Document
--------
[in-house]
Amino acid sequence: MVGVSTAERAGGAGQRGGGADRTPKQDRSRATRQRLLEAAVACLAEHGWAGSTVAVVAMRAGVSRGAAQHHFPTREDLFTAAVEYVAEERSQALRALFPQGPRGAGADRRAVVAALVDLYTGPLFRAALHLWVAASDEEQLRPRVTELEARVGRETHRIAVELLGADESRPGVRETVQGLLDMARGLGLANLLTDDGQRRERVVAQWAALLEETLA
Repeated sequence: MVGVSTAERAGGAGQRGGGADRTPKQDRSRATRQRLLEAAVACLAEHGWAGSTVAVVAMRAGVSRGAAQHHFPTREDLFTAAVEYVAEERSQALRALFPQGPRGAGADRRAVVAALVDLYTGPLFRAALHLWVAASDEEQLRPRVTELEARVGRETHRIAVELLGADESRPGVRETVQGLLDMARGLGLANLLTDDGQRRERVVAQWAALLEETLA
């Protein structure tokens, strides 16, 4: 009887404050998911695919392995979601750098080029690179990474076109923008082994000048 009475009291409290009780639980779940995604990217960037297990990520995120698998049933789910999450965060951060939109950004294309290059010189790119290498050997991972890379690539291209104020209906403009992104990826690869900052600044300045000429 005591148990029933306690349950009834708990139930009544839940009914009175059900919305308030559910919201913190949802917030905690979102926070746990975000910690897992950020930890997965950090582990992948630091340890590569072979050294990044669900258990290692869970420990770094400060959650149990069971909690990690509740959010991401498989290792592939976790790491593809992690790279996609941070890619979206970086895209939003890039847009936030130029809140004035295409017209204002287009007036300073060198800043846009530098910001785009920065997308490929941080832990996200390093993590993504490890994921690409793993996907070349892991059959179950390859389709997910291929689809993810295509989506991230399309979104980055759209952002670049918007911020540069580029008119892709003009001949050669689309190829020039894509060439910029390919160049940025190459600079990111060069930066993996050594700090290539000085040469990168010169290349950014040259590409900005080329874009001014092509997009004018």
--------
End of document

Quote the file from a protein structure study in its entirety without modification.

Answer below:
[in-house]
Amino acid sequence: MVGVSTAERAGGAGQRGGGADRTPKQDRSRATRQRLLEAAVACLAEHGWAGSTVAVVAMRAGVSRGAAQHHFPTREDLFTAAVEYVAEERSQALRALFPQGPRGAGADRRAVVAALVDLYTGPLFRAALHLWVAASDEEQLRPRVTELEARVGRETHRIAVELLGADESRPGVRETVQGLLDMARGLGLANLLTDDGQRRERVVAQWAALLEETLA
Repeated sequence: MVGVSTAERAGGAGQRGGGADRTPKQDRSRATRQRLLEAAVACLAEHGWAGSTVAVVAMRAGVSRGAAQHHFPTREDLFTAAVEYVAEERSQALRALFPQGPRGAGADRRAVVAALVDLYTGPLFRAALHLWVAASDEEQLRPRVTELEARVGRETHRIAVELLGADESRPGVRETVQGLLDMARGLGLANLLTDDGQRRERVVAQWAALLEETLA
């Protein structure tokens, strides 16, 4: 009887404050998911695919392995979601750098080029690179990474076109923008082994000048 009475009291409290009780639980779940995604990217960037297990990520995120698998049933789910999450965060951060939109950004294309290059010189790119290498050997991972890379690539291209104020209906403009992104990826690869900052600044300045000429 005591148990029933306690349950009834708990139930009544839940009914009175059900919305308030559910919201913190949802917030905690979102926070746990975000910690897992950020930890997965950090582990992948630091340890590569072979050294990044669900258990290692869970420990770094400060959650149990069971909690990690509740959010991401498989290792592939976790790491593809992690790279996609941070890619979206970086895209939003890039847009936030130029809140004035295409017209204002287009007036300073060198800043846009530098910001785009920065997308490929941080832990996200390093993590993504490890994921690409793993996907070349892991059959179950390859389709997910291929689809993810295509989506991230399309979104980055759209952002670049918007911020540069580029008119892709003009001949050669689309190829020039894509060439910029390919160049940025190459600079990111060069930066993996050594700090290539000085040469990168010169290349950014040259590409900005080329874009001014092509997009004018």